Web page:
Dividends Are Sexier Than You Think

Last month, the dividend yields on American AAA corporations moved above the yield on 30-year Treasury bonds! That had never happened before.

Even after last week’s stock market rally (which pushed dividend yields lower), the stocks of America’s four AAA companies still yield about 3%, on average, which is not quite as high as the yield on 30-year Treasury bonds, but still much higher than the yield on every Treasury bond of 24 years or less.

So you’ve got an opportunity here to forgo the dubious promise of a bankrupt nation and to invest, instead, in some of the strongest companies on the planet — those that are most capable of expanding, those that are most able to respond to government caprice and move operations wherever they need to move them, those with the most cash on their balance sheets. These are the companies that are going to lead the global economy for the next 10, 20, 30 years.

The story is much the same throughout the developed markets of Europe and North America.

In England, the FTSE index yields almost 4%. Ten-year British government bonds yield less than 3%. In France, The CAC 40 index yields 5.0%. Ten-year French government bonds yield around 3%. In Germany, the DAX yields 4%. German 10-year bonds yield 2%. In the US the S&P 500 dividend yield — at 2.08% — is higher than the 10-year Treasury yield for only the second time since 1958.

Dividend Yield of the S&P 500 Index vs. 10-Year Treasury Yield

In fact, many, many world-leading American companies now pay dividend yields higher than long-dated Treasuries.

As James Grant framed this contrast in the Oct. 7, 2011 edition of Grant’s Interest Rate Observer, “Better the common equity of an adaptive and profitable American enterprise — say, Molson Coors (NYSE: TAP/A) — than the inert emissions of the US Treasury…Today, the stock is quoted at 39… at 11.1 times earnings with the yield of 3.25%. Meanwhile, the utterly unadaptive 10-year note of Timothy Geithner’s negative-cash-flow Treasury is quoted at 1.83% [now 2.03%].”

Grant also highlights Campbell Soup (NYSE:CPB) as a compelling alternative to long-term Treasury securities. At the current quote of $33, Grant observes, this blue chip stock is selling for about 13 times trailing earnings and yielding 3.5%. “Campbell, which traces its corporate ancestry back to 1869 and which incorporated in 1922, early on conceived the bright idea of draining the water from canned soup. The shipping expense thereby saved was enough to allow a price reduction to a dime per can from 30 cents.”

The company has flourished ever since. “From 1955 to the present,” Grant points out, “dividends have grown at an 8.9% compound rate.”

Now, I realize that dividends sound very boring — kind of like watching paint dry… I can almost hear you saying, “C’mon, Addison! This isn’t the Great Depression! I don’t want to invest for dividends, clip bond coupons and store canned peas in my basement. I want something that’s high-growth. Something sexy.”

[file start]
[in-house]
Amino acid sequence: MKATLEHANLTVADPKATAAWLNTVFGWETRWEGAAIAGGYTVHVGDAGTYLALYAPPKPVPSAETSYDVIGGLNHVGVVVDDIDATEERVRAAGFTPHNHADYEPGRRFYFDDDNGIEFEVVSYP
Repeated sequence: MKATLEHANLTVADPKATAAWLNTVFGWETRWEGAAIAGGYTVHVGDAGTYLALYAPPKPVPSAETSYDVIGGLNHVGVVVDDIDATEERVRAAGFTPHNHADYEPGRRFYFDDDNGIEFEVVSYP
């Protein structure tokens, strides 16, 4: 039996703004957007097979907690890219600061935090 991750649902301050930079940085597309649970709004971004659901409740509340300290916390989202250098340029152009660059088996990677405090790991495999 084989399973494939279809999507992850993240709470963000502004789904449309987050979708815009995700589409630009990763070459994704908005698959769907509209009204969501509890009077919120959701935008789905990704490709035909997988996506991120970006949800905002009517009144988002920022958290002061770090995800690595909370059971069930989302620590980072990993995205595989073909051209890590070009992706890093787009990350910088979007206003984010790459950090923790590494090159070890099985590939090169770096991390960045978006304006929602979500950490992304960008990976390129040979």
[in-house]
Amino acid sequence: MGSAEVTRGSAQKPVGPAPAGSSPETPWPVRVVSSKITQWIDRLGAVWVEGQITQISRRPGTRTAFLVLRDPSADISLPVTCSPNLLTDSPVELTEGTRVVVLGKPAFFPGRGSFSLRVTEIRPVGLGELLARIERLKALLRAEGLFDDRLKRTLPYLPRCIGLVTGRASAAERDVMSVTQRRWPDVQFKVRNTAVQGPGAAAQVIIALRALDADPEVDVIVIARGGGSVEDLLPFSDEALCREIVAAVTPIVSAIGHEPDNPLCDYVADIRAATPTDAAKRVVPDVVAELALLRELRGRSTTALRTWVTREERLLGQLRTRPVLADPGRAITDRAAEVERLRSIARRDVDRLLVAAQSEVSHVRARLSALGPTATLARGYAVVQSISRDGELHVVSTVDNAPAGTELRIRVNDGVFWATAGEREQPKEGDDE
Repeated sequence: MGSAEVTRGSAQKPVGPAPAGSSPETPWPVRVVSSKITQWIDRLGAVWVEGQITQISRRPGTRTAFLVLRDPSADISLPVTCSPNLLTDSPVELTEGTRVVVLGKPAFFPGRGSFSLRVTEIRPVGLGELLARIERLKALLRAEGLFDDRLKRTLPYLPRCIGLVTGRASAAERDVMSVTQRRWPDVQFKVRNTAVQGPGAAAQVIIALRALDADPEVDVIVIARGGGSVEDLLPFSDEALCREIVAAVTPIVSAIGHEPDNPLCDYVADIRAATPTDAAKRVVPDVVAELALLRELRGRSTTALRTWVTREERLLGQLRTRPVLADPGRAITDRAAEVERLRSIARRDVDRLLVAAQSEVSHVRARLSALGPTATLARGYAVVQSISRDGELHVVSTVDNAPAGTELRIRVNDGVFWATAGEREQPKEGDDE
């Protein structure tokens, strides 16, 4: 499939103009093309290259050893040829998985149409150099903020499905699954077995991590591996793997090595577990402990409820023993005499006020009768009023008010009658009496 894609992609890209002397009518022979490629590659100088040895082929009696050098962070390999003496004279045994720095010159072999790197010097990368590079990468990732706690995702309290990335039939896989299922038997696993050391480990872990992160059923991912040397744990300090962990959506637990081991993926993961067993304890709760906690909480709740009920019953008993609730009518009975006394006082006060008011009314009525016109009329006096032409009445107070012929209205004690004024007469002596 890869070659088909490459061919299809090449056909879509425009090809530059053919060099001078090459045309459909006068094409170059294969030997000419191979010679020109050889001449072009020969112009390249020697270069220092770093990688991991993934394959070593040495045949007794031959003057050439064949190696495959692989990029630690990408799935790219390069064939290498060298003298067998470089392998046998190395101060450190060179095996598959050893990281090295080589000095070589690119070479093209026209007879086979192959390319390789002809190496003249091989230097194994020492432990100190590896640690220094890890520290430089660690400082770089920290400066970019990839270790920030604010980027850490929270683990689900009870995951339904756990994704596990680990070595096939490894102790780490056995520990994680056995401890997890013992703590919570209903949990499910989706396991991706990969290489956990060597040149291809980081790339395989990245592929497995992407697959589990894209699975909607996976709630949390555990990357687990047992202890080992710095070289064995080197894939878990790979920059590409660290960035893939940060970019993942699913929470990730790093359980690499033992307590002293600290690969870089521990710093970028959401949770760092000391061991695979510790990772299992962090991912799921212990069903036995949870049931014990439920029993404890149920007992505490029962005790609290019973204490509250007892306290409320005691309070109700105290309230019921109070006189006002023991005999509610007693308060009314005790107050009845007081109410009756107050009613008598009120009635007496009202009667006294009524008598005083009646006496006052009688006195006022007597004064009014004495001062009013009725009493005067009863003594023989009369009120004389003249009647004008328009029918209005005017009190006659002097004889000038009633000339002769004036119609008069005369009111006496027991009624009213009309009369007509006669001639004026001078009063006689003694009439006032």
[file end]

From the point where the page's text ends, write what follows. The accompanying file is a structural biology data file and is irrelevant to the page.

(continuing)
My answer to that is: Sexy sometimes sneaks up on you.

What if I had told you on Jan. 1, 2000, to sell all your tech stocks — those highflying stocks that were doubling and tripling every few months — and to spread the proceeds equally across three very boring investments: gold, 10-year Treasury bonds and stodgy old dividend-paying stocks — like the ones inside the Vanguard Dividend Growth Fund (VDIGX), the mutual fund we highlighted in Apogee.

You would have looked at me as if I had lost my mind. You might have even felt sorry for me and tried to offer me some intelligent investment advice. But with the benefit of hindsight, we know what happened next.

The high-flying tech stocks that comprised the Nasdaq Composite Index crashed…and still have not recovered their losses, even after all this time. The Nasdaq is down 28% since the end of 1999. Even the “blue chip” S&P 500 stocks are down 15% during that time frame… until you add back those boring dividends.

With dividends included, the S&P 500’s 15% loss flips to a 6% gain. That’s still a miserable return for an entire decade, but it illustrates the point that dividends matter. In fact, for long periods of time in the stock market’s history, dividends have been the only thing that mattered.

Without dividends, the S&P 500 index would have produced a loss for the 25 long years from August 1929 to August 1954. Then again, without dividends, the S&P 500 produced a 5% loss during the 13 years from September 1961 to September 1974. But with dividends included, the S&P’s loss became a 46% gain.

Dividend Income as a Percentage of the Rolling 15-Year Total Return for the S&P 500 Index

If you think that’s just a bunch of “ancient history”, think again. During the last 12 years — from early November 1999 until this very moment — the S&P 500 has produced a loss…unless you include dividends.

The moral of the story is simple: Dividends matter. In fact, they may even be a little bit sexy. Over the course of the last half-century, dividends have contributed more than half of the stock market’s total return — 56%, to be exact.

So what happened to all that boring stuff you could have purchased at the dawn of the new millennium? Well, the Vanguard Dividend Growth Fund delivered a total return of 50%, 10-year Treasuries produced a total return of 162% and the “barbarous relic” gold provided a dazzling total return of nearly 500%. Average return of the three investments: 236%!

We would expect the Vanguard Dividend Growth Fund to outperform their low-dividend or no-dividend counterparts over the next few years…and to greatly outperform the return of long-term government bonds. As James Grant observes, “Better the common equity of an adaptive and profitable American enterprise than the inert emissions of the US Treasury.”


Addison Wiggin,
for The Daily Reckoning